It wasn’t that Kyrie Irving and Jayson Tatum were perfect for the Boston Celtics. It wasn’t like they never missed a shot, or came up short on a rebound, or committed a foul.
But against the Charlotte Hornets on Wednesday – a contest where the Hornets trailed by 16 at the half but still managed to cut the deficit to one by the start of the fourth quarter – Irving and Tatum were perfect when they needed to be, squashing Charlotte’s comeback bid and helping Boston pull away to a 102-91 victory.
Now, saying the two former Duke stars, one an MVP candidate and the other a rookie sensation, weren’t perfect does not mean they weren’t terrific. Irving flashed the creativity and tenacity on offense that has led to his name in chatter for the NBA’s best players. He finished with a team-high 21 points, but they poured in a different way each time: tough layups, deep 3-pointers and the improvised midrange shots when nothing else was available.
It’s understandable that he’s averaging almost 25 points on one of the league’s best teams.
“When we’re running that pick-and-roll,” Irving said, “it’s pretty effective when I’m able to get downhill, create some opportunities and get my teammates involved.”
As for Tatum, he showcased the explosiveness and savviness that made him the No. 3 overall selection in this year’s NBA draft. Two plays in particular stood out.
The first will read as a simple layup in the second quarter, but in reality Tatum made the difficult look effortless. He wove through the Hornets defense, leaving players stuck watching from behind as if they were knee-deep in mud. Then once into the paint, he side-stepped another defender at the last instance, and easily kissed the ball off the glass for the score.
“The patience that he has,” Irving said of Tatum, “understanding what we’re trying to accomplish and knowing that when the game has to slow down —the spots that he needs to be in, the spots that he can take advantage of —and being able to have the confidence to be put in that position.”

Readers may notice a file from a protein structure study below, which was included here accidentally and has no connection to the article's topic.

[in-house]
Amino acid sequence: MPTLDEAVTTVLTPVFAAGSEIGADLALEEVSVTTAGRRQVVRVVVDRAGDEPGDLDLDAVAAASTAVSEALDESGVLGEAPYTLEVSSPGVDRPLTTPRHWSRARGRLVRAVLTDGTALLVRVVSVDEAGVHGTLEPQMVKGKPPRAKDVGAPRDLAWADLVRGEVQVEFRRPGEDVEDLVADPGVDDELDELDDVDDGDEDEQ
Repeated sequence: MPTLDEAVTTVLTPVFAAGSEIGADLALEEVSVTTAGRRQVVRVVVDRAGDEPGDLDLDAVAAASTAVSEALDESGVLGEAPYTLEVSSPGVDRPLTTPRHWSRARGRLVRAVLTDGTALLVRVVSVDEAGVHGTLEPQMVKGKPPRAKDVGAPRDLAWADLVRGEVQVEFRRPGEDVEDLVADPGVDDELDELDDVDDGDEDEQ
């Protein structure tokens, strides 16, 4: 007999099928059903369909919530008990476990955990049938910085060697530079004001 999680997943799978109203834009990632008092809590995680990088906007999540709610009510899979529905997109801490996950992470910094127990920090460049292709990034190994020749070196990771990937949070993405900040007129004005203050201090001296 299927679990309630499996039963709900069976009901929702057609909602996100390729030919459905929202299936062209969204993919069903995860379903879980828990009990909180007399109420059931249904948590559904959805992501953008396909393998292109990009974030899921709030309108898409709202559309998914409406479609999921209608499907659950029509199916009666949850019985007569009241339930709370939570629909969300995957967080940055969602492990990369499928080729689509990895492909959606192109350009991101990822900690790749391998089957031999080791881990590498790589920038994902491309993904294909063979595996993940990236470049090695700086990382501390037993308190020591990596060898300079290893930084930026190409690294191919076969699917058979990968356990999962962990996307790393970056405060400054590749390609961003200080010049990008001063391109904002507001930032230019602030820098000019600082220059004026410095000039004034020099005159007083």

The second came in the fourth quarter, with the Celtics desperately needing buckets to fend off a desperate Hornets comeback. Every time Boston got a small lead, Charlotte would answer with a basket of its own. Eventually, it was an alley-oop dunk from Tatum – and another dunk later of his own creation – that helped swing the momentum the Celtics’ way for good.
And all that coming after a relatively mundane third quarter for him, where the Celtics as a whole shot just 30 percent.
“It’s really good for a young guy and it’s really good for anybody,” Celtics coach Brad Stevens said of Tatum’s ability to bounce back after a poor quarter, “but it’s a hard thing to do.”
With about five minutes left in the game, the Hornets trailed by three. From then on, the scoring log reads as such: Irving jump shot, Tatum dunk, Al Horford layup, Tatum free throw, Tatum free throw, Tatum steal and dish to Irving, who hits the step back.
Or in other words, at the most crucial point of the game, those two almost single-handedly spun a three-point lead into an 11-point cushion.
And the win, of course.